The Jones Act only covers people working on a vessel. According to a United States Supreme Court decision, “the word ‘vessel' includes every description of watercraft or other artificial contrivance used, or capable of being used, as a means of transportation on water.” Unfortunately, there is no clear answer as to whether a riverboat casino or floating casino is a vessel. Each case is different. A court must determine whether the boat can be used as a method of transportation on water. This includes many factors such as: the presence of a crew; how permanently the boat is attached to the pier; whether the boat ever leaves the pier, whether the boat has an engine; the last time the riverboat moved; and other factors specific to each case. If the riverboat is found to be a vessel, then anyone who works on its crew, even cooks and casino dealers, would be considered a seaman, and would be covered under the Jones Act. To be considered a seaman, the worker's duties "must contribute to the function of the vessel or to the accomplishment of its mission," and the worker "must have a connection to a vessel in navigation (or an identifiable group of vessels) that is substantial in both its duration and its nature." Chandris, Inc. v. Latsis, 515 U.S. 347, 115 S. Ct. 2172, 132 L. Ed. 2d 314. Because the mission of a riverboat casino is to make money by gambling, a dealer and a cook both contribute to the accomplishment of its mission.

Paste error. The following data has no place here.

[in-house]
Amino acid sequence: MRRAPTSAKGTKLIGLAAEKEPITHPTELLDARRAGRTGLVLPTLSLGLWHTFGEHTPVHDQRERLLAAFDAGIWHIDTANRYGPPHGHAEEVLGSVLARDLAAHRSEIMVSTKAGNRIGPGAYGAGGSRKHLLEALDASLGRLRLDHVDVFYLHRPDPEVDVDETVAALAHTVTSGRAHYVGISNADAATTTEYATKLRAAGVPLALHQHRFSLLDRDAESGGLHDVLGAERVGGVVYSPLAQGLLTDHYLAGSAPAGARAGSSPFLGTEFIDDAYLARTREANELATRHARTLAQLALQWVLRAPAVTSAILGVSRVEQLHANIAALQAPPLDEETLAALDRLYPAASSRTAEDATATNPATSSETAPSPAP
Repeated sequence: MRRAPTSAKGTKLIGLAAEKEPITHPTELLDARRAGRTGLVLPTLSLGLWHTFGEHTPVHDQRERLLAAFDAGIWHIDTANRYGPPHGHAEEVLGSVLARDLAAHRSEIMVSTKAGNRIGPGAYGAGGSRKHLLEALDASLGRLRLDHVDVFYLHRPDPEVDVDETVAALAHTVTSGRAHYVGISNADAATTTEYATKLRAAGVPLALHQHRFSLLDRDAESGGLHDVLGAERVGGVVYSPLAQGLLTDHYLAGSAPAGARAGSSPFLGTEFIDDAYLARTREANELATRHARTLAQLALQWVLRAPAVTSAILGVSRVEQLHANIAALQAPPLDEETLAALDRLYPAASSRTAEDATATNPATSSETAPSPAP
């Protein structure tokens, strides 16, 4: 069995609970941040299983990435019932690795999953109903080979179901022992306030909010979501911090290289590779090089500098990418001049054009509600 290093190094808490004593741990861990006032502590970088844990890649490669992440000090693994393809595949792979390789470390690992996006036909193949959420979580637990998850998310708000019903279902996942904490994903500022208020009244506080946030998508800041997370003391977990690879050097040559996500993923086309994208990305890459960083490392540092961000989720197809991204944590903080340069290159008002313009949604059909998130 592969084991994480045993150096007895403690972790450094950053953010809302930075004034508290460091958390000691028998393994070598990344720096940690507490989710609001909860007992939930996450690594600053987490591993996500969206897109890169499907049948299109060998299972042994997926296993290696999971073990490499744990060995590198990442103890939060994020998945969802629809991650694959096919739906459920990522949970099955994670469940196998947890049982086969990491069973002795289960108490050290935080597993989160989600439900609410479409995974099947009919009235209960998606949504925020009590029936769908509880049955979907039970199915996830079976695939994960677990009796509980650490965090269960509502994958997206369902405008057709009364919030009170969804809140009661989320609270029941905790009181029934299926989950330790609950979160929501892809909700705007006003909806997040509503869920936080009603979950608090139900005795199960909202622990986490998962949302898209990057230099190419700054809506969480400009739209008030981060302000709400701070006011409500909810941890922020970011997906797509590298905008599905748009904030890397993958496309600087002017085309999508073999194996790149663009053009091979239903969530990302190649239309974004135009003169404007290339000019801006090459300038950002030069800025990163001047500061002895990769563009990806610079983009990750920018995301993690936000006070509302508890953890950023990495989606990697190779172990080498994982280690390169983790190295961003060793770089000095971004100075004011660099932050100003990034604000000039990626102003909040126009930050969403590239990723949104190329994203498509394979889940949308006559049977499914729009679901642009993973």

How can you find a quality Lafayette Maritime Lawyer or Lafayette Jones Act Attorney near you?

Contact one of the qualified Lafayette maritime lawyers listed in the box at the top left of this page, all of whom have significant experience dealing with Jones Act claims as well as other types of maritime-related lawsuits.

Lafayette Jones Act Attorneys represent clients in all areas of Lafayette and Lafayette Parish as well as the area surrounding Lafayette. Serving clients throughout Southern Louisiana, including Alexandria, Broussard, Cankton, Carencro, Duson, Lafayette, Larabee, Long Bridge, Maurice, Milton, Mire, Monroe, Morgan City, New Iberia, Scott, St. Martinville, Youngsville, and other communities in Lafayette Parish.